"We were stretched about as thin as you could get without breaking," Douglas said. "But we didn't break."
At the fire, except for protecting exposures, responders were mainly waiting forfoam resources and equipment to arrive.
"Once the equipment arrived, our 6,000-gpm pump was connected to the ring main manifold," Douglas said. "A foam supply was established and about 1,800 feet of 7¼-inch line was laid from our water supply point down to where we had our Ambassador nozzle and Daspit tools on the ground."
With that done, Colonial began to empty the involved tank at a rate of about 5,000 barrels per hour. The drawdown ceased well before the foam application took place.
"The engineers with Colonial said the only concern they had about the tank collapsing is if the fire got down to the last horizontal weld," Douglas said. "If there was a tank failure at that point, we would lose the contents into the dike. Our intent was to bring the liquid level down to around 10- to 12-feet before we initiated an attack, giving us optimum probability at extinguishment on our first shot. "Drawing down the tank was also being coordinated with the imminent arrival of extra foam from Charlotte.
"We didn't want to exhaust our foam supply (in Greensboro), not be successful in extinguishment and have to start from scratch with the foam from Charlotte," Douglas said.
At 6:20 a.m., only five minutes before the foam from Charlotte arrived, firefighters were in position to launch an attack. Using the NFPA recommended application rate of 804 gallons per minute at 0.16 gpm per square foot, the estimated time to knockdown would have been 65 minutes. Instead, Greensboro firefighters cranked their Ambassador nozzle up to 2,000 gpm at 0.45 gpm/sq.ft.
The speed with which knockdown was achieved stunned everyone, Douglas said.
"I had just completed an interview with the local media," he said. "Like I promised, I gave them a heads-up once we initiated the foam attack. Before they could cut back from commercial, we had the tank knocked down."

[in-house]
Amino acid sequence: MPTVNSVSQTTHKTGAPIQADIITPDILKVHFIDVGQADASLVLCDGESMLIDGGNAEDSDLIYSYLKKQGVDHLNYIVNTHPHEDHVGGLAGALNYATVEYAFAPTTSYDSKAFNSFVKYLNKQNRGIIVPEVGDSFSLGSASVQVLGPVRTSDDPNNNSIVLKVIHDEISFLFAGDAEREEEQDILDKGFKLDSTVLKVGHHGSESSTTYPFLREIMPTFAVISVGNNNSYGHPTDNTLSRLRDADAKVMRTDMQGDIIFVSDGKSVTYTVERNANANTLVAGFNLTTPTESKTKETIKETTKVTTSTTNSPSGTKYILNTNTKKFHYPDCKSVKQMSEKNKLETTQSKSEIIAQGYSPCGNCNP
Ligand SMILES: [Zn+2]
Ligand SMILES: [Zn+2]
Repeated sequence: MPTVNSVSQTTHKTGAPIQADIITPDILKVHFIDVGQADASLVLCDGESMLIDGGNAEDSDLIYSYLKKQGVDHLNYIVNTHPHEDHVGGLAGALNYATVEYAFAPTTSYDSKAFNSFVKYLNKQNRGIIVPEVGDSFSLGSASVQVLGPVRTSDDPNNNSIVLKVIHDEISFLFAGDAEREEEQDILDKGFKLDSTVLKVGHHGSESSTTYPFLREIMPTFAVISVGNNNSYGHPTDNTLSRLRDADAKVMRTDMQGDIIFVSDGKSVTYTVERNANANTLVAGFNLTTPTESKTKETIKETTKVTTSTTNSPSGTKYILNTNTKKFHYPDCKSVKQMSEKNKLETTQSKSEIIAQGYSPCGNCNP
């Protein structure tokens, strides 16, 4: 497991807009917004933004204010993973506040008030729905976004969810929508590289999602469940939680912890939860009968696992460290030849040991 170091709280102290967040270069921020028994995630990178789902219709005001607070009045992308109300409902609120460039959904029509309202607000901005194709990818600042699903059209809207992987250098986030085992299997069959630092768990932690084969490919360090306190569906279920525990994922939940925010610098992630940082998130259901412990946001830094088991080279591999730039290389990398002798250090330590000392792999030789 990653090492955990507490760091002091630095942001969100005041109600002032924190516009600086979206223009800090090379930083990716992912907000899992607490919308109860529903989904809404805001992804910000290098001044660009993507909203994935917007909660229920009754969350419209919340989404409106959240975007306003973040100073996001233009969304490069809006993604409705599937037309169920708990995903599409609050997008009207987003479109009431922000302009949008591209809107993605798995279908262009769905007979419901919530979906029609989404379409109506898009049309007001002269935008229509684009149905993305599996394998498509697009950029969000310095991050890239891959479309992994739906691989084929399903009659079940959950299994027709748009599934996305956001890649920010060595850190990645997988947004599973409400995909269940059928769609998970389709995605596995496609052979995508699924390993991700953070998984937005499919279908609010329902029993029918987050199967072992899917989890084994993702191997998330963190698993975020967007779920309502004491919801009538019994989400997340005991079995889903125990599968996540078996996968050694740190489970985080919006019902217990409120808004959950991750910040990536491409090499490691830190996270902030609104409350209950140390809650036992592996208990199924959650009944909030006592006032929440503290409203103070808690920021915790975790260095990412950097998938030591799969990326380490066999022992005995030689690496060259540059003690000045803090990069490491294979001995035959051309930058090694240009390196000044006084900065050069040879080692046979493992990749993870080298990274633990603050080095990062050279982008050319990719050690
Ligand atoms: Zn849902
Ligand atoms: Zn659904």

Based on raw video taken at the scene, knockdown was achieved in one minute and 18 seconds. Final extinguishment was a bit more complicated due to the sunken roof and collapsed portions of the tank.
"One side of the roof crumpled like an accordion while the other side sat down flat," Douglas said. "Underneath that side we had an amount of incipient fire that our overhead attack wasn't reaching."
Firefighters flowed foam with the Ambassador for about 15 minutes after knockdown until final extinguishment.
"We were taking heat readings off the tank the entire time," Douglas said. "Wewere very confident about what we were doing. We didn't feel we were doing anything that subjected our people to any extraordinary danger."
Douglas continues to stress that Colonial Pipeline had a tank fire, not a tank explosion.
"We have always struggled against the notion that if something happened outthere it would be a catastrophic, cataclysmic event," Douglas said. "There mightbe a fire, but not an explosion. These are just storage tanks. They are not under pressure.
"I don't want to minimize the risk but, by the same token, I've been in building fires that presented a lot more danger than this did.
Editor's note: This after-action review appeared in "Disasters Man-Made" by David White and Anton Riecher that was published in 2011.